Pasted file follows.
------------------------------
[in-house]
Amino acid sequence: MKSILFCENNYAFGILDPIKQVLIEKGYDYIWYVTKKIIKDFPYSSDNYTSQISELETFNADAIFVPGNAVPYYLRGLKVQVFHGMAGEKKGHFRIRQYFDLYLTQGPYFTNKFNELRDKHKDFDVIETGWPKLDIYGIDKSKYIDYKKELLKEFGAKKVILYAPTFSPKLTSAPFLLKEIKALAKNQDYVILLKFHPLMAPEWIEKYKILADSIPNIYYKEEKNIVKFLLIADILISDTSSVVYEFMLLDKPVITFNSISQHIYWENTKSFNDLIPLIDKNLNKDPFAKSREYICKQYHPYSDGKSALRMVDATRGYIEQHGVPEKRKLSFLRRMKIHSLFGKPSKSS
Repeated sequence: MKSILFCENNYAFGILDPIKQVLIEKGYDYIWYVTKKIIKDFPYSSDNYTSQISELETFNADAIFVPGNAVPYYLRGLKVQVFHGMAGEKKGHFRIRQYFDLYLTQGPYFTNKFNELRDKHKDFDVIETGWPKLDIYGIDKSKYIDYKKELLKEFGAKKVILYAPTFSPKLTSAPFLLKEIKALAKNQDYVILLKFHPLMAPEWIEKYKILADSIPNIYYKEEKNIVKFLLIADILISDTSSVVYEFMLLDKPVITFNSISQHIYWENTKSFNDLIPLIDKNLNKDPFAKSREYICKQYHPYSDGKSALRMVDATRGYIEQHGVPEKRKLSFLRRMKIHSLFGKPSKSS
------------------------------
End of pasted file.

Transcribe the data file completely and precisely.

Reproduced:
[in-house]
Amino acid sequence: MKSILFCENNYAFGILDPIKQVLIEKGYDYIWYVTKKIIKDFPYSSDNYTSQISELETFNADAIFVPGNAVPYYLRGLKVQVFHGMAGEKKGHFRIRQYFDLYLTQGPYFTNKFNELRDKHKDFDVIETGWPKLDIYGIDKSKYIDYKKELLKEFGAKKVILYAPTFSPKLTSAPFLLKEIKALAKNQDYVILLKFHPLMAPEWIEKYKILADSIPNIYYKEEKNIVKFLLIADILISDTSSVVYEFMLLDKPVITFNSISQHIYWENTKSFNDLIPLIDKNLNKDPFAKSREYICKQYHPYSDGKSALRMVDATRGYIEQHGVPEKRKLSFLRRMKIHSLFGKPSKSS
Repeated sequence: MKSILFCENNYAFGILDPIKQVLIEKGYDYIWYVTKKIIKDFPYSSDNYTSQISELETFNADAIFVPGNAVPYYLRGLKVQVFHGMAGEKKGHFRIRQYFDLYLTQGPYFTNKFNELRDKHKDFDVIETGWPKLDIYGIDKSKYIDYKKELLKEFGAKKVILYAPTFSPKLTSAPFLLKEIKALAKNQDYVILLKFHPLMAPEWIEKYKILADSIPNIYYKEEKNIVKFLLIADILISDTSSVVYEFMLLDKPVITFNSISQHIYWENTKSFNDLIPLIDKNLNKDPFAKSREYICKQYHPYSDGKSALRMVDATRGYIEQHGVPEKRKLSFLRRMKIHSLFGKPSKSS